The island hopping is over – the stretches between our destinations have grown longer again. On 7 March, we reached the Dominican Republic.
The sea was very smooth. We left the harbor of San Juan with all its luxury liners and airplanes in the evening. The next day, we were still floating along the Puerto Rican coast; and then again we had 360° of sea around us – and swarms of small flying fish – as we know it from the Atlantic crossing. Just before sunset, a huge cloud castle appeared at the horizon. Suddenly, an elegant thin vortex was formed below the gigantic cloud mass – a whirling spindle thread connecting the sky with the sea. Let’s hope that this mini storm is not the forerunner of a mega version. The next morning, the sky was covered with grey clouds. But we were already used to be assertive that we did not have to wait too long for the sunny sky. And really, 3 hours later, it cleared up and the batteries sucked the precious tropical solar power as usual. The Canadian TV station Discovery channel called us. They wanted to send a film team to the South Bahamas. We chose the island Great Inagua as meeting point.
On 7 March 2007, we approached the narrow entrance into the so far most beautiful lagoon of our trip, the bay of Luperon in the Dominican Republic. Big breakers splashed against the rocky coast. High spray clouds exploded in the crevices. They rose high up into the air – sometimes 30 feet high – before they were dispersed by the wind. The completely flat and calm lagoon water is surrounded by mangrove woods and wooden hills, over one kilometer long, completely protected – ships
come here often if there is hurricane alarm. This "quiet tip", by the way a protected nature area, has become quite popular in the meantime: There are over 50 boats anchoring and docked in the bay; all the same, there is peace and silence, no traffic, no noise, no hectic. What a contrast in town: Not many cars but herds of roaring, stinking motorcycles and scooters that puff out thick black-blue clouds of exhaust fumes, sometimes 12-year boys on them; traffic laws and policemen do not seem to exist. And the people look happy, open smiling faces. They hoot (not as a warning but as a greeting) and wave and shout: "Ola!" The whole all day life is happening on the road, in front of the huts and small houses, most of them made of wood or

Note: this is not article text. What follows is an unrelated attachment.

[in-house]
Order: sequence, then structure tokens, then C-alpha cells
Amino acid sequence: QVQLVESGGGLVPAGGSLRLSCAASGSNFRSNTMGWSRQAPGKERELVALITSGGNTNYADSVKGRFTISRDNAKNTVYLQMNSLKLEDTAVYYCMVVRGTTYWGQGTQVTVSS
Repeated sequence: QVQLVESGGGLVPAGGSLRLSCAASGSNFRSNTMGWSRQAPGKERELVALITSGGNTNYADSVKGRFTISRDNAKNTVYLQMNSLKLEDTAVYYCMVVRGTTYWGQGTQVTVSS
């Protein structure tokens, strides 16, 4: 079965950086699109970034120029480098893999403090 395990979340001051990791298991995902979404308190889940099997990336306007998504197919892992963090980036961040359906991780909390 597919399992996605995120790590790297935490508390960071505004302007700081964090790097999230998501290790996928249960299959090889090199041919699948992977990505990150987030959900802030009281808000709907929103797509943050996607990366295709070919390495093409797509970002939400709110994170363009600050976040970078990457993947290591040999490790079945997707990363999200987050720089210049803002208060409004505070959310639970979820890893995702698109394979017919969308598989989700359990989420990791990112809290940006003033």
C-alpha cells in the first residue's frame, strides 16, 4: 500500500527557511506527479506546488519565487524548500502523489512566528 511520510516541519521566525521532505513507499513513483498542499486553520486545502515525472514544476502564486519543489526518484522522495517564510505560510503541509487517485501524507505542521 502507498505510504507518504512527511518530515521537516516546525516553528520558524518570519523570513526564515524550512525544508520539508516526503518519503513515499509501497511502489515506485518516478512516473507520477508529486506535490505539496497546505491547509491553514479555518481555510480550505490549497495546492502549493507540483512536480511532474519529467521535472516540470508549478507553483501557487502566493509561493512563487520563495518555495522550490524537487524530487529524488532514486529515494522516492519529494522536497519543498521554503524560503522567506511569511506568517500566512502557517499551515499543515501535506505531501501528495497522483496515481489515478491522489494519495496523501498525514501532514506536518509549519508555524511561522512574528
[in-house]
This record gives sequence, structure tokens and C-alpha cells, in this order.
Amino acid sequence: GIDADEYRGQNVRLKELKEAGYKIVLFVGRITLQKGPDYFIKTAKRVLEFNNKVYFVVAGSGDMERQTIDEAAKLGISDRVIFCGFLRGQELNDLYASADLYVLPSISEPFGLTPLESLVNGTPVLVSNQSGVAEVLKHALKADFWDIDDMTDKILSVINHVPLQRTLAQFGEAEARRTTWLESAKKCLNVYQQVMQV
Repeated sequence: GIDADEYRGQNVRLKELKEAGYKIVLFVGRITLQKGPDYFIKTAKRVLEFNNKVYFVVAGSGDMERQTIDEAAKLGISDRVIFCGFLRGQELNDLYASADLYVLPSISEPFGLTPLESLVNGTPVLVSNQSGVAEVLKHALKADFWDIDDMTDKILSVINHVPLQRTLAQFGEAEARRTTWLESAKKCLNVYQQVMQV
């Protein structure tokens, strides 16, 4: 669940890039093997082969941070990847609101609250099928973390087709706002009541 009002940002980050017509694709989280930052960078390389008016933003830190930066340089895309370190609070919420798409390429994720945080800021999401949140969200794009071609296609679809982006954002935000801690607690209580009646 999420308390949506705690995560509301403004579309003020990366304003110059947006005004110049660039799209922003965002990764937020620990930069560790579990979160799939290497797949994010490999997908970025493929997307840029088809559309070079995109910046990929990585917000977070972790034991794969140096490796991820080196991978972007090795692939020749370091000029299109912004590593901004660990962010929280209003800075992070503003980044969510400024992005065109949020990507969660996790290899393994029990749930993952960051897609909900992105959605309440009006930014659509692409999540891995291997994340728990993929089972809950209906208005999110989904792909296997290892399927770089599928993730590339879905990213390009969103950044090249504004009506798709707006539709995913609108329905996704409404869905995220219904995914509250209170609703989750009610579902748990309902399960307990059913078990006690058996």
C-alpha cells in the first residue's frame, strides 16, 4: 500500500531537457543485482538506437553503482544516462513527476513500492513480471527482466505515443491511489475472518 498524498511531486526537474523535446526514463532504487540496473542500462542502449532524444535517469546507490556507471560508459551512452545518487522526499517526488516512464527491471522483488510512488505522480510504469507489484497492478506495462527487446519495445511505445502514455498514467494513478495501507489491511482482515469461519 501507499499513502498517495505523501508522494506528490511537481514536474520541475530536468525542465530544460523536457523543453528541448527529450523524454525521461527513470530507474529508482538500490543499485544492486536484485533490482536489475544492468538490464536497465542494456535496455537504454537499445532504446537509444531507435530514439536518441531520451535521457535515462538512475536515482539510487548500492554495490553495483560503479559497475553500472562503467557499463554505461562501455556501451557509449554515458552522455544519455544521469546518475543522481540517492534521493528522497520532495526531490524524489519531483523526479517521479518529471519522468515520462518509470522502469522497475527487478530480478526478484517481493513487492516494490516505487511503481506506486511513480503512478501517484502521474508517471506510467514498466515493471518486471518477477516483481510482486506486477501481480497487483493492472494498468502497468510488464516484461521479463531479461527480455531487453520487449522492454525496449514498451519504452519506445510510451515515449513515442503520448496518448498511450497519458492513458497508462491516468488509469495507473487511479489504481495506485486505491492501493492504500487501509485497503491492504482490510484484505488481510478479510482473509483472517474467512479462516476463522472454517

corrugated-iron shelters. Every second house is a small store, a mini restaurant or a workshop or garage. Children – all of them well dressed, there are no children in rags – are running around. Today, we saw a woman with three children sitting in line on a scooter. Goats, sheep, lambs and dogs have access to everywhere. In the internet office and in the restaurant at the main crossing, we meet people from all over the world – the carpenter Patrick from Grenoble, the dentist Dr. Michael Gross from Santiago who came here from Mönchengladbach 1 ½ years ago and Aldo Caduff from Acletta, Switzerland, who adopted an AIDS orphan child. Our stove needed repair – Michel’s son, Yves, arrived as co-skipper and was immediately thrown into the water: He fixed the stove, quite a piece of hard work. Tomorrow, we will start for the South Bahamas. Our next stop is: Great Inagua.